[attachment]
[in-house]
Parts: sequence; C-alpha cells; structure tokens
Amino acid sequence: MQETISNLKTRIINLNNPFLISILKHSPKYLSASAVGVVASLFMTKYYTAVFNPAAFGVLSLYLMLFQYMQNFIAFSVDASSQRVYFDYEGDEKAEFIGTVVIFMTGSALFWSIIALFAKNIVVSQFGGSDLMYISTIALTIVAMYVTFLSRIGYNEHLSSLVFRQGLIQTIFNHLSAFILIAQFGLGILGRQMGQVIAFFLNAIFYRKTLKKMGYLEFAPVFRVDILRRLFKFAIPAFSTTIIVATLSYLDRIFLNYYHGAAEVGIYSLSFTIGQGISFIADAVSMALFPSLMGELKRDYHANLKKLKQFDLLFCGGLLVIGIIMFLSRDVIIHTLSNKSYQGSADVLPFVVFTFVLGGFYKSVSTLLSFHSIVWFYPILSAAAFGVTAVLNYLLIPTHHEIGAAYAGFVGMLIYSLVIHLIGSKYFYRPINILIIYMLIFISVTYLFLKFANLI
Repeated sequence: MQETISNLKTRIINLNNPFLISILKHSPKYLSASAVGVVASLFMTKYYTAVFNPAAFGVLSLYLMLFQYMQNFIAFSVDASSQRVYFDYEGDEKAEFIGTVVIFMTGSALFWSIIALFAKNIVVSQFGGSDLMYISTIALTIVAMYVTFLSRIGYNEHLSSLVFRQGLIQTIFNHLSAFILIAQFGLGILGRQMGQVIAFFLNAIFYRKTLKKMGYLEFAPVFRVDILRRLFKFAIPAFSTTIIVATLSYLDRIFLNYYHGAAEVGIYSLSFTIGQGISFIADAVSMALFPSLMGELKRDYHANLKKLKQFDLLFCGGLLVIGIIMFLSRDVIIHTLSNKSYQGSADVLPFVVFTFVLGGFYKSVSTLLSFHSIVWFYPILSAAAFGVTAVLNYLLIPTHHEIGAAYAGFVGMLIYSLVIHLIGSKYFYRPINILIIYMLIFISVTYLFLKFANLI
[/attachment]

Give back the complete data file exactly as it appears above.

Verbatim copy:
[in-house]
Parts: sequence; C-alpha cells; structure tokens
Amino acid sequence: MQETISNLKTRIINLNNPFLISILKHSPKYLSASAVGVVASLFMTKYYTAVFNPAAFGVLSLYLMLFQYMQNFIAFSVDASSQRVYFDYEGDEKAEFIGTVVIFMTGSALFWSIIALFAKNIVVSQFGGSDLMYISTIALTIVAMYVTFLSRIGYNEHLSSLVFRQGLIQTIFNHLSAFILIAQFGLGILGRQMGQVIAFFLNAIFYRKTLKKMGYLEFAPVFRVDILRRLFKFAIPAFSTTIIVATLSYLDRIFLNYYHGAAEVGIYSLSFTIGQGISFIADAVSMALFPSLMGELKRDYHANLKKLKQFDLLFCGGLLVIGIIMFLSRDVIIHTLSNKSYQGSADVLPFVVFTFVLGGFYKSVSTLLSFHSIVWFYPILSAAAFGVTAVLNYLLIPTHHEIGAAYAGFVGMLIYSLVIHLIGSKYFYRPINILIIYMLIFISVTYLFLKFANLI
Repeated sequence: MQETISNLKTRIINLNNPFLISILKHSPKYLSASAVGVVASLFMTKYYTAVFNPAAFGVLSLYLMLFQYMQNFIAFSVDASSQRVYFDYEGDEKAEFIGTVVIFMTGSALFWSIIALFAKNIVVSQFGGSDLMYISTIALTIVAMYVTFLSRIGYNEHLSSLVFRQGLIQTIFNHLSAFILIAQFGLGILGRQMGQVIAFFLNAIFYRKTLKKMGYLEFAPVFRVDILRRLFKFAIPAFSTTIIVATLSYLDRIFLNYYHGAAEVGIYSLSFTIGQGISFIADAVSMALFPSLMGELKRDYHANLKKLKQFDLLFCGGLLVIGIIMFLSRDVIIHTLSNKSYQGSADVLPFVVFTFVLGGFYKSVSTLLSFHSIVWFYPILSAAAFGVTAVLNYLLIPTHHEIGAAYAGFVGMLIYSLVIHLIGSKYFYRPINILIIYMLIFISVTYLFLKFANLI